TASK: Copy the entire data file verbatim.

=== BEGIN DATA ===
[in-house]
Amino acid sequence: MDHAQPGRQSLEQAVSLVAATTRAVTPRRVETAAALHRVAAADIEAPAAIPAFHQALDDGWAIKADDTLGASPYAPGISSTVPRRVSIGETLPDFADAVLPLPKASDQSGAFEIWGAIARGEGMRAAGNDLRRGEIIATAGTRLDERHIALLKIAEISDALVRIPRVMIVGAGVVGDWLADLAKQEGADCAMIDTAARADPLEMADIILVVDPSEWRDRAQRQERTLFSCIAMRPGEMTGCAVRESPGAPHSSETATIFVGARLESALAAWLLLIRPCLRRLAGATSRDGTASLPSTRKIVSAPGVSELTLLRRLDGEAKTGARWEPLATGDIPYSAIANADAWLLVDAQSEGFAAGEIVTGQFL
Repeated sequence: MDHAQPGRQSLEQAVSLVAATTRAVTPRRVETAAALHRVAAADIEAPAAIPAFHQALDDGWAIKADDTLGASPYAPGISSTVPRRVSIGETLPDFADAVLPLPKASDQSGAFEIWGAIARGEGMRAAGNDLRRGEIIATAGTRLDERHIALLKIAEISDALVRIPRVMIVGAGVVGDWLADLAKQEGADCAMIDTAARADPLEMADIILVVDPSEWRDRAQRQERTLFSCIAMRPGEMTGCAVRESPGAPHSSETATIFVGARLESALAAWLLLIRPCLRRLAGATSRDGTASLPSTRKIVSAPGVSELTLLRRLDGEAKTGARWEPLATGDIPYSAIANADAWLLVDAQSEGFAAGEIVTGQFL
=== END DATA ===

[in-house]
Amino acid sequence: MDHAQPGRQSLEQAVSLVAATTRAVTPRRVETAAALHRVAAADIEAPAAIPAFHQALDDGWAIKADDTLGASPYAPGISSTVPRRVSIGETLPDFADAVLPLPKASDQSGAFEIWGAIARGEGMRAAGNDLRRGEIIATAGTRLDERHIALLKIAEISDALVRIPRVMIVGAGVVGDWLADLAKQEGADCAMIDTAARADPLEMADIILVVDPSEWRDRAQRQERTLFSCIAMRPGEMTGCAVRESPGAPHSSETATIFVGARLESALAAWLLLIRPCLRRLAGATSRDGTASLPSTRKIVSAPGVSELTLLRRLDGEAKTGARWEPLATGDIPYSAIANADAWLLVDAQSEGFAAGEIVTGQFL
Repeated sequence: MDHAQPGRQSLEQAVSLVAATTRAVTPRRVETAAALHRVAAADIEAPAAIPAFHQALDDGWAIKADDTLGASPYAPGISSTVPRRVSIGETLPDFADAVLPLPKASDQSGAFEIWGAIARGEGMRAAGNDLRRGEIIATAGTRLDERHIALLKIAEISDALVRIPRVMIVGAGVVGDWLADLAKQEGADCAMIDTAARADPLEMADIILVVDPSEWRDRAQRQERTLFSCIAMRPGEMTGCAVRESPGAPHSSETATIFVGARLESALAAWLLLIRPCLRRLAGATSRDGTASLPSTRKIVSAPGVSELTLLRRLDGEAKTGARWEPLATGDIPYSAIANADAWLLVDAQSEGFAAGEIVTGQFL